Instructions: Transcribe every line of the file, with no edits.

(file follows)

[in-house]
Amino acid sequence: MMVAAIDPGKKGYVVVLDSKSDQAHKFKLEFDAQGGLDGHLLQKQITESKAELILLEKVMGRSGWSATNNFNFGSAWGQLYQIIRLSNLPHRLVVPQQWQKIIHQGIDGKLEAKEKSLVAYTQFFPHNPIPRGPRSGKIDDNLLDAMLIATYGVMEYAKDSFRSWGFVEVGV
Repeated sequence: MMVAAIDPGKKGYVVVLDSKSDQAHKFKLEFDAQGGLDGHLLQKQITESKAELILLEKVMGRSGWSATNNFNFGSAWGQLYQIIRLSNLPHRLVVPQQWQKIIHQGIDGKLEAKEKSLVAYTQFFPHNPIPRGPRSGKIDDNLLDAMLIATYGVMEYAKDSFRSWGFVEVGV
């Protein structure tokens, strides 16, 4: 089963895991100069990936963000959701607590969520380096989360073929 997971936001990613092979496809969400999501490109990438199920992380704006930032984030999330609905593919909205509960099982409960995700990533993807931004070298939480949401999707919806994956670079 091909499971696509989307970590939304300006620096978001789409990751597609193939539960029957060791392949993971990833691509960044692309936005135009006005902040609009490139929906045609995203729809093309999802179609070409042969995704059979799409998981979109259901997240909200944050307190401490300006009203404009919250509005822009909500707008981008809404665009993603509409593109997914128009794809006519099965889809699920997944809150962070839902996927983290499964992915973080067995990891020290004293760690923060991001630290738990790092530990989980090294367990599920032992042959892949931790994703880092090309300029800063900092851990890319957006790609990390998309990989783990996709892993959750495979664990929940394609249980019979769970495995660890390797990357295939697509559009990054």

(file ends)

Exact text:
[in-house]
Amino acid sequence: MMVAAIDPGKKGYVVVLDSKSDQAHKFKLEFDAQGGLDGHLLQKQITESKAELILLEKVMGRSGWSATNNFNFGSAWGQLYQIIRLSNLPHRLVVPQQWQKIIHQGIDGKLEAKEKSLVAYTQFFPHNPIPRGPRSGKIDDNLLDAMLIATYGVMEYAKDSFRSWGFVEVGV
Repeated sequence: MMVAAIDPGKKGYVVVLDSKSDQAHKFKLEFDAQGGLDGHLLQKQITESKAELILLEKVMGRSGWSATNNFNFGSAWGQLYQIIRLSNLPHRLVVPQQWQKIIHQGIDGKLEAKEKSLVAYTQFFPHNPIPRGPRSGKIDDNLLDAMLIATYGVMEYAKDSFRSWGFVEVGV
């Protein structure tokens, strides 16, 4: 089963895991100069990936963000959701607590969520380096989360073929 997971936001990613092979496809969400999501490109990438199920992380704006930032984030999330609905593919909205509960099982409960995700990533993807931004070298939480949401999707919806994956670079 091909499971696509989307970590939304300006620096978001789409990751597609193939539960029957060791392949993971990833691509960044692309936005135009006005902040609009490139929906045609995203729809093309999802179609070409042969995704059979799409998981979109259901997240909200944050307190401490300006009203404009919250509005822009909500707008981008809404665009993603509409593109997914128009794809006519099965889809699920997944809150962070839902996927983290499964992915973080067995990891020290004293760690923060991001630290738990790092530990989980090294367990599920032992042959892949931790994703880092090309300029800063900092851990890319957006790609990390998309990989783990996709892993959750495979664990929940394609249980019979769970495995660890390797990357295939697509559009990054």